DNC's Enterprise Architecture practice depicts EA as the organizing logic for core processes and infrastructures, reflecting the enterprises' desired level of integration and standardization. Building IT in line with the EA then meets the immediate needs in a way that addresses the enterprises' strategic needs. The Clinger-Cohen Act of 1996 mandated that every government agency have an IT architecture, defined as an integrated framework for evolving or maintaining existing information technology and acquiring new information technology to achieve the agency’s strategic goals and information management goals.
Data Networks Corporation takes an integrated approach to both the business or mission of the organization and IT so that the enterprise architecture we develop provides a holistic view of the enterprise and captures the essentials of the business, IT, and its evolution. The underlying idea is that the essentials of the business are much more stable than specific solutions that are employed for the problems at hand. Thus, the enterprise architecture is helpful in safeguarding the essentials of the business, while allowing the maximum flexibility and agility in the selection of IT solutions and adoption of technologies.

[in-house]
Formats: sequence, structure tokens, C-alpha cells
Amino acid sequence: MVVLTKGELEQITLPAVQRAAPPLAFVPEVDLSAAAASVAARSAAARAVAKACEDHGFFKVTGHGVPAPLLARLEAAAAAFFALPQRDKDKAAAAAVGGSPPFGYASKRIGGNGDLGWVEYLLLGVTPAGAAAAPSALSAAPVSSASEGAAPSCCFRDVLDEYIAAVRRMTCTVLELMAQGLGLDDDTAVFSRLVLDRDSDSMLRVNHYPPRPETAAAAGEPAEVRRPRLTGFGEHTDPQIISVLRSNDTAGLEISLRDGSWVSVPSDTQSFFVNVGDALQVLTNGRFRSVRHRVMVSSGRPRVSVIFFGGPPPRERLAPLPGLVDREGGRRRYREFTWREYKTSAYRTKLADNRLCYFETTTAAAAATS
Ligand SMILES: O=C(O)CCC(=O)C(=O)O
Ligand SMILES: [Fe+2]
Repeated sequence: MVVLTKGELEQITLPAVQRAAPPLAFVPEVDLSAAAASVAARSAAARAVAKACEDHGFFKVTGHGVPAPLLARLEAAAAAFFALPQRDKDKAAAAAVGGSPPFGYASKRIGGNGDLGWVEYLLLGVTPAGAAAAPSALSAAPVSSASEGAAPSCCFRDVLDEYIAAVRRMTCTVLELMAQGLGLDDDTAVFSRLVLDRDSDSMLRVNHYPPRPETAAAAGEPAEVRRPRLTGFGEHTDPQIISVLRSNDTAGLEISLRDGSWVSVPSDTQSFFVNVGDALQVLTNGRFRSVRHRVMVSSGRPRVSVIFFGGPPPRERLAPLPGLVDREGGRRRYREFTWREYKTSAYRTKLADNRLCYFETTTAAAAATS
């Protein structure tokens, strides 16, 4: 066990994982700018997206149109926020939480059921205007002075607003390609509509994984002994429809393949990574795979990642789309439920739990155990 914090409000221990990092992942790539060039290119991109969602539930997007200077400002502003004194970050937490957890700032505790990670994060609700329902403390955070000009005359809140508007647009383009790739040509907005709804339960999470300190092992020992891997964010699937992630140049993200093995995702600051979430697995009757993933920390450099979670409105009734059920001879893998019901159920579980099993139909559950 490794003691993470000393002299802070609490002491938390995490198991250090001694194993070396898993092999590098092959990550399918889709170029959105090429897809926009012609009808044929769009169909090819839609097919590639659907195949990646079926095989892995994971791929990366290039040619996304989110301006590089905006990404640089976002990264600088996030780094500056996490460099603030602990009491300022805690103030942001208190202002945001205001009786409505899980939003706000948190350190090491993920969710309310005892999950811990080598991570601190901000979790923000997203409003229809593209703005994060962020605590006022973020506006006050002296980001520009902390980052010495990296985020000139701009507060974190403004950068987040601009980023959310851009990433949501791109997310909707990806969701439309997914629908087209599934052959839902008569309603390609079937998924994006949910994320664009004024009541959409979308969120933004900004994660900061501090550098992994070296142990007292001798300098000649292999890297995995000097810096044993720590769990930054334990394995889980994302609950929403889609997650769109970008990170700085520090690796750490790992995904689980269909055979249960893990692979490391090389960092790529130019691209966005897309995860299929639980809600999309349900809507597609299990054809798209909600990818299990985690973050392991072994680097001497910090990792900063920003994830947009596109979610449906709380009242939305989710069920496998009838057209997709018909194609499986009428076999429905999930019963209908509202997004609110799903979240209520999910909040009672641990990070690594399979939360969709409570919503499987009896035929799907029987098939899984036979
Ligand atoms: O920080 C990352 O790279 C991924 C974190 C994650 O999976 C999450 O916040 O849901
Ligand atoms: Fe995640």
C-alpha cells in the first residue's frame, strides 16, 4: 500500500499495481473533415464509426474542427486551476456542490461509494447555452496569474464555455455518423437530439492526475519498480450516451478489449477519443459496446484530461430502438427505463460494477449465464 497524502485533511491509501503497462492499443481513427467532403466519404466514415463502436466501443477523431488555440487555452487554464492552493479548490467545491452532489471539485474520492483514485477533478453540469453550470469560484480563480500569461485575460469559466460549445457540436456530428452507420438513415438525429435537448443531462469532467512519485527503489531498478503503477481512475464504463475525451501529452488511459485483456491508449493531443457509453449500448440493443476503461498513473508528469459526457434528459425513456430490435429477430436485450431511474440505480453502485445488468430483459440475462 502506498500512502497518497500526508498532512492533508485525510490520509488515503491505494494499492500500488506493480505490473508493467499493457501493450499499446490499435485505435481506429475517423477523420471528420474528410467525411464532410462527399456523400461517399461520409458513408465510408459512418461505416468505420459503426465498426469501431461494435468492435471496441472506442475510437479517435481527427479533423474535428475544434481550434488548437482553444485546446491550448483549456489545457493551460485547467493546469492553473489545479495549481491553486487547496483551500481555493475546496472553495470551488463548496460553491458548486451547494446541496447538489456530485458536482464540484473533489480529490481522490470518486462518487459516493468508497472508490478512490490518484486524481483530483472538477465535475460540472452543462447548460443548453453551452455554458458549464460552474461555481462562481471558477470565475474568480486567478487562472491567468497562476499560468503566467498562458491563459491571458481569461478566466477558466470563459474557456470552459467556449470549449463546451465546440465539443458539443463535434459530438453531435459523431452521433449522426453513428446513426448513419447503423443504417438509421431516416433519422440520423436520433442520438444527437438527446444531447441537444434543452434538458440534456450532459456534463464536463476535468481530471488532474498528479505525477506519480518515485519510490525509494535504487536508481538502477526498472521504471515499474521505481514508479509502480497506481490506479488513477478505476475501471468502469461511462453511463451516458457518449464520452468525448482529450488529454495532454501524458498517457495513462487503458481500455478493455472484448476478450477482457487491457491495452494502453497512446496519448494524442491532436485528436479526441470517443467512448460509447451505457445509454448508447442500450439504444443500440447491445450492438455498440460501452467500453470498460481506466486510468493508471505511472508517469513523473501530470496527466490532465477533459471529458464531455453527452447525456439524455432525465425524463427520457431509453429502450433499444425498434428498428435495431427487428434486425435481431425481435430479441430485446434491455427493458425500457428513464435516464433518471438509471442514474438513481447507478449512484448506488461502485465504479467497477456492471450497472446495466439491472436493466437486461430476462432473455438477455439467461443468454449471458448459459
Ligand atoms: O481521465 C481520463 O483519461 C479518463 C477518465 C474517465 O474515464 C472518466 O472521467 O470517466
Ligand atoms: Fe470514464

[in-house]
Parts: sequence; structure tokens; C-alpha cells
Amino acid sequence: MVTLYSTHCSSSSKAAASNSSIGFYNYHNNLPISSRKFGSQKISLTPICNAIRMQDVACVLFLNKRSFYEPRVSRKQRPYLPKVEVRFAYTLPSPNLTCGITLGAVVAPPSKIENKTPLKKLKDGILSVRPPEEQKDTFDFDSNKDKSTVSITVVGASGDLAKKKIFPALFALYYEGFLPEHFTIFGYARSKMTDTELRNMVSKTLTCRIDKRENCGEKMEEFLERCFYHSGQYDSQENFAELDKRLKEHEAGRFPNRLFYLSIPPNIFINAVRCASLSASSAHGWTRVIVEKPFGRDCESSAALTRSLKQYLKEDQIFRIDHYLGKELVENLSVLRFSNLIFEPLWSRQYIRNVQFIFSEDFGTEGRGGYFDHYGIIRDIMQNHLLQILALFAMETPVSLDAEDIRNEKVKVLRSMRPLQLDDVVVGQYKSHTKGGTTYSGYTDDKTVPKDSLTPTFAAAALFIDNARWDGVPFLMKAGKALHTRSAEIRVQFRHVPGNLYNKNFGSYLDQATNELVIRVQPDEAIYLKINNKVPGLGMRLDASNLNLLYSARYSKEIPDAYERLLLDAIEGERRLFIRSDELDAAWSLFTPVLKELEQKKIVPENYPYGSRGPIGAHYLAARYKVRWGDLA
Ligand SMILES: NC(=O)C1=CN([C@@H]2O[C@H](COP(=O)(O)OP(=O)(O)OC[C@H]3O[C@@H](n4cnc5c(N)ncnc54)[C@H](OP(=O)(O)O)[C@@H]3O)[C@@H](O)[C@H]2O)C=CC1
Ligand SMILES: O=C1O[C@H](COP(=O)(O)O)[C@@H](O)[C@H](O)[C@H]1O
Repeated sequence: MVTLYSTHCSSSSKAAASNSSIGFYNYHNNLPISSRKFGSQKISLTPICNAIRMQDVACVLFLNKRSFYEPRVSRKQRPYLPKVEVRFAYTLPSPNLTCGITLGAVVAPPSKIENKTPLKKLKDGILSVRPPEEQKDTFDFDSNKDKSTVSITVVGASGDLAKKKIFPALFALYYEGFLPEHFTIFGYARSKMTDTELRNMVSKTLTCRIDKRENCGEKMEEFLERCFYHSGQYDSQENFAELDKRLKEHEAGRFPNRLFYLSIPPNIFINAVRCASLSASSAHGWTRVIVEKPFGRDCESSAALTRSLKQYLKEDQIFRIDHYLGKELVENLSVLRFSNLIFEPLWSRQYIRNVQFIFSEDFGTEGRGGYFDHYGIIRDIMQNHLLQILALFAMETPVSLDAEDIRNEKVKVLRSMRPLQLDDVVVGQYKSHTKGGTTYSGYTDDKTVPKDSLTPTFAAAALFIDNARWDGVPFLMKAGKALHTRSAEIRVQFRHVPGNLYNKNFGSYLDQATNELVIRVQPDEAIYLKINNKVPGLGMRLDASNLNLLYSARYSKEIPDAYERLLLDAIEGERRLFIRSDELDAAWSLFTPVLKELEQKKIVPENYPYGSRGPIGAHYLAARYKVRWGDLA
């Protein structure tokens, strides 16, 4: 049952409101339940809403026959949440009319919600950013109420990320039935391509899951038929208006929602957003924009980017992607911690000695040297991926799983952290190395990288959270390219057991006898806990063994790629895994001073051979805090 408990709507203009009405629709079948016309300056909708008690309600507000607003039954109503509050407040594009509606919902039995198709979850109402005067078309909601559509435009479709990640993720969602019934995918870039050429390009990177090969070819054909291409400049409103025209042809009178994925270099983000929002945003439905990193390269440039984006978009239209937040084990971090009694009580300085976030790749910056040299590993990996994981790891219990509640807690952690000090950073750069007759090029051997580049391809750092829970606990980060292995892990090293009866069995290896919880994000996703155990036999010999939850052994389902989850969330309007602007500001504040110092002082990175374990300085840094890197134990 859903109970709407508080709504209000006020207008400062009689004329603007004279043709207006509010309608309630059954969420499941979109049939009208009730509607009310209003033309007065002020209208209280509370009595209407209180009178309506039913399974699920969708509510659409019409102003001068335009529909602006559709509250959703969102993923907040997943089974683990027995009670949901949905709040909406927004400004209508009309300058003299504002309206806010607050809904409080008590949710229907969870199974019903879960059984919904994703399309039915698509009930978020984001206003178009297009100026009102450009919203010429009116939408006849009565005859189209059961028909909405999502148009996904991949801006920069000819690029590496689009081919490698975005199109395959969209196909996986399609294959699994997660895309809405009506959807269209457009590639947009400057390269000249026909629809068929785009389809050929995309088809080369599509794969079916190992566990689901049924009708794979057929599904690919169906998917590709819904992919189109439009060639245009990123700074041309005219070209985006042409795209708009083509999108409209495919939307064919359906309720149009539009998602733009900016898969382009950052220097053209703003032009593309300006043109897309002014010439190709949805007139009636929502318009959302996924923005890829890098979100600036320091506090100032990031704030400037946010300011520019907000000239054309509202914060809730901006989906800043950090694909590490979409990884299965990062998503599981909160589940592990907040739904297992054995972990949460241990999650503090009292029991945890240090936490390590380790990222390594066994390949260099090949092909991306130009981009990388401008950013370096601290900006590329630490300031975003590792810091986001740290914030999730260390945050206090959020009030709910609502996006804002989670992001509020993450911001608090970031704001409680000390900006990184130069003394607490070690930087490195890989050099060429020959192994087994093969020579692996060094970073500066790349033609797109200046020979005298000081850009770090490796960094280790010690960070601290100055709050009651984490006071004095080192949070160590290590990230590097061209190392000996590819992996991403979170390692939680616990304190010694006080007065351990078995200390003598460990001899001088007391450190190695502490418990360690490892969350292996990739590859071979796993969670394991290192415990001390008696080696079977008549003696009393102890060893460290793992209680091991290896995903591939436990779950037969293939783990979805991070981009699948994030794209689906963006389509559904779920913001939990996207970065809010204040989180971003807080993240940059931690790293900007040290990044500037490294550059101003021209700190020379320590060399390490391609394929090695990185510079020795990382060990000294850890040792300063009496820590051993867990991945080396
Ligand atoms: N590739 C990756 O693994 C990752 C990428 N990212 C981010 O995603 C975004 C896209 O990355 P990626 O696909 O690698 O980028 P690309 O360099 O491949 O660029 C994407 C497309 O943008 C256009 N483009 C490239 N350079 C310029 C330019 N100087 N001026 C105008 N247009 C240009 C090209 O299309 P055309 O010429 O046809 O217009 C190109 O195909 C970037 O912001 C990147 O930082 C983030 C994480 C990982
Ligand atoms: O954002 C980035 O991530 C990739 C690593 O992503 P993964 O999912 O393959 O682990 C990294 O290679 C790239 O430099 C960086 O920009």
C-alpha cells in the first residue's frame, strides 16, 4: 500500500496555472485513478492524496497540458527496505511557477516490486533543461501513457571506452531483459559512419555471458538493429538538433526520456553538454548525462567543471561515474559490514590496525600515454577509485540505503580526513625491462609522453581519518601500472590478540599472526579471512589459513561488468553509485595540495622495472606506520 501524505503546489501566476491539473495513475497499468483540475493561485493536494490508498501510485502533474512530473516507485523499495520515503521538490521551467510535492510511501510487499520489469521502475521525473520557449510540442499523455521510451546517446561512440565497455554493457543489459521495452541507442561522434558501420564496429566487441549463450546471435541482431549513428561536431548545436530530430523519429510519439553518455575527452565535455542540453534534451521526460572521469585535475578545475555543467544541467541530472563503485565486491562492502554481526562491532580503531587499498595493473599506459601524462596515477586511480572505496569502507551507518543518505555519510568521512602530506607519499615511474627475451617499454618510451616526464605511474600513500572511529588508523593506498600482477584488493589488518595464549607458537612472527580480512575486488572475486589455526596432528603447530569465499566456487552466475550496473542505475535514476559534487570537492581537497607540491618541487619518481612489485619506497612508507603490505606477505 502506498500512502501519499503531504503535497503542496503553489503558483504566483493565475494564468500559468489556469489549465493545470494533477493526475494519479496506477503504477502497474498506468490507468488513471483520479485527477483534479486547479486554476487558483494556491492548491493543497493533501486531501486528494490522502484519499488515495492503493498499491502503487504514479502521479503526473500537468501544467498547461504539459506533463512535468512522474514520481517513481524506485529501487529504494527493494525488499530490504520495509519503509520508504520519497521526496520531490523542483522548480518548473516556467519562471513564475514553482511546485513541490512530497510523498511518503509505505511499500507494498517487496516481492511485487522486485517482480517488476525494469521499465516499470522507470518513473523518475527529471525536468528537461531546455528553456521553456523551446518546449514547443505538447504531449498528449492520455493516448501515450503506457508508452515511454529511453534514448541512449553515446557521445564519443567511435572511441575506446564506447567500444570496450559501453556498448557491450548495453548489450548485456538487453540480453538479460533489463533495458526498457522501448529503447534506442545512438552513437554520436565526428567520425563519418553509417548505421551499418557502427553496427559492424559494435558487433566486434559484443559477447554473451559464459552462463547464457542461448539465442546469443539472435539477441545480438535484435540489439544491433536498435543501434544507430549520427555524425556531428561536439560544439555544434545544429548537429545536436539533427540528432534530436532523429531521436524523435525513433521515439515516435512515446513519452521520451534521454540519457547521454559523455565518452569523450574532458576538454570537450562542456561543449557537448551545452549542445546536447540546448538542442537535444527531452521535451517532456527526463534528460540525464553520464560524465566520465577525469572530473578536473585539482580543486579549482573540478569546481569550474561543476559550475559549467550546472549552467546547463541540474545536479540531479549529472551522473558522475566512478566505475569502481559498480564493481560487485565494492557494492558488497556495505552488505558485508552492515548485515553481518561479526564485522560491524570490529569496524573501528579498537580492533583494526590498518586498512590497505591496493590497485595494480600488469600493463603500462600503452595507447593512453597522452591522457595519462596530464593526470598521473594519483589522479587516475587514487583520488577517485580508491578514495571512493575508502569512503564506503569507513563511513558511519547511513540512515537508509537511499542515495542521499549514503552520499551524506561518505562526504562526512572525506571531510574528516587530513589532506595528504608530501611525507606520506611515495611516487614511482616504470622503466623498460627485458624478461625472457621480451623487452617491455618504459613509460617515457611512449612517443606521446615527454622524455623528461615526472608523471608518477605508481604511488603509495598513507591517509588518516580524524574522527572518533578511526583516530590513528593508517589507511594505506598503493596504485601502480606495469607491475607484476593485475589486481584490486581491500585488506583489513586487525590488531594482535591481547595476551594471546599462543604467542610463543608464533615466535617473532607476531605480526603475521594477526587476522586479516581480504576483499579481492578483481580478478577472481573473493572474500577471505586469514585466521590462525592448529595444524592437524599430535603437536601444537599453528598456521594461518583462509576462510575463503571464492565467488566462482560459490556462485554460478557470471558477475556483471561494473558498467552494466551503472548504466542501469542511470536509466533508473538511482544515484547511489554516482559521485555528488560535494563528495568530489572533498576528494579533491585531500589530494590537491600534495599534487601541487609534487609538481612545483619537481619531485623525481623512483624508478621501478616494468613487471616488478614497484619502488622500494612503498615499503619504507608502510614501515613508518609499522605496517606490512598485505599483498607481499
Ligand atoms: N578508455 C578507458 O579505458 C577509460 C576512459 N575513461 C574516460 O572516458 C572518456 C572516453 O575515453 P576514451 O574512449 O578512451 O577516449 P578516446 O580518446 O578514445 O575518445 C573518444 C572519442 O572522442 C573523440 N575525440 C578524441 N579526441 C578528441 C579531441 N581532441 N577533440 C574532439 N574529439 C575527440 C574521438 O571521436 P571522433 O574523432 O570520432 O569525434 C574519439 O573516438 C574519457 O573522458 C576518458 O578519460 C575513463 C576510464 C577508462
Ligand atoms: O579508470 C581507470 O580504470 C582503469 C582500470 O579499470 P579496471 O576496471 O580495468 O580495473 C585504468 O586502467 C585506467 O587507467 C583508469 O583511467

Regardless of the framework prescribed and used, our approach effectively distinguishes between what is part of the enterprise architecture (an essential) and what is merely an implementation within that architecture. By separating what can be changed and what can be filled in more freely, we can guarantee that the architecture actually helps in achieving essential business objectives. Since architectures need to accommodate changes (e.g., operating environment changes, new technologies, or new insights as to what is essential to the business), our approach includes proven techniques for describing, analyzing, and communicating what fulfills the needs of the different types of stakeholders in the architecture.
Our Company's offerings in this practice include:
- EA Program Development and Management
- Modeling and Artifact Development
- Transition Plan Development
- Segment Architecture Development/FSAM
- Architecture Repository and Website Development & Maintenance
- EA Maturity Assessments (OMB, GAO)
- Selection and Application of Architecture Frameworks (FEAF, DODAF, TOGAF, Zachman)
- EA Tool Expertise (Troux, IBM Systems Architect, SPARC) and others